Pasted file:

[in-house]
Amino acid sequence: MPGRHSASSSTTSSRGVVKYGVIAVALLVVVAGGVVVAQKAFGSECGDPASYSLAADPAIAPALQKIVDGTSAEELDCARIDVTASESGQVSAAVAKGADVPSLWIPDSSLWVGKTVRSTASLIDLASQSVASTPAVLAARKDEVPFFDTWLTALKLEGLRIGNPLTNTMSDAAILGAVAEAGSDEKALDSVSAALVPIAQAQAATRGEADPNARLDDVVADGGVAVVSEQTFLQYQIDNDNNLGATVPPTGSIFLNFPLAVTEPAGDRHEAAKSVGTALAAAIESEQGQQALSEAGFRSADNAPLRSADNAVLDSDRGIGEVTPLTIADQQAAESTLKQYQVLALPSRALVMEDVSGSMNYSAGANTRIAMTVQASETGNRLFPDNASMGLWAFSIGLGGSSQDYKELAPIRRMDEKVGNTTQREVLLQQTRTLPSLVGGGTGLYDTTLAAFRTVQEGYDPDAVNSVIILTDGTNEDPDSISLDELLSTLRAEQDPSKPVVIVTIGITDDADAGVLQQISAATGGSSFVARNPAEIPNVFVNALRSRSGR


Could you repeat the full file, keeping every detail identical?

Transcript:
[in-house]
Amino acid sequence: MPGRHSASSSTTSSRGVVKYGVIAVALLVVVAGGVVVAQKAFGSECGDPASYSLAADPAIAPALQKIVDGTSAEELDCARIDVTASESGQVSAAVAKGADVPSLWIPDSSLWVGKTVRSTASLIDLASQSVASTPAVLAARKDEVPFFDTWLTALKLEGLRIGNPLTNTMSDAAILGAVAEAGSDEKALDSVSAALVPIAQAQAATRGEADPNARLDDVVADGGVAVVSEQTFLQYQIDNDNNLGATVPPTGSIFLNFPLAVTEPAGDRHEAAKSVGTALAAAIESEQGQQALSEAGFRSADNAPLRSADNAVLDSDRGIGEVTPLTIADQQAAESTLKQYQVLALPSRALVMEDVSGSMNYSAGANTRIAMTVQASETGNRLFPDNASMGLWAFSIGLGGSSQDYKELAPIRRMDEKVGNTTQREVLLQQTRTLPSLVGGGTGLYDTTLAAFRTVQEGYDPDAVNSVIILTDGTNEDPDSISLDELLSTLRAEQDPSKPVVIVTIGITDDADAGVLQQISAATGGSSFVARNPAEIPNVFVNALRSRSGR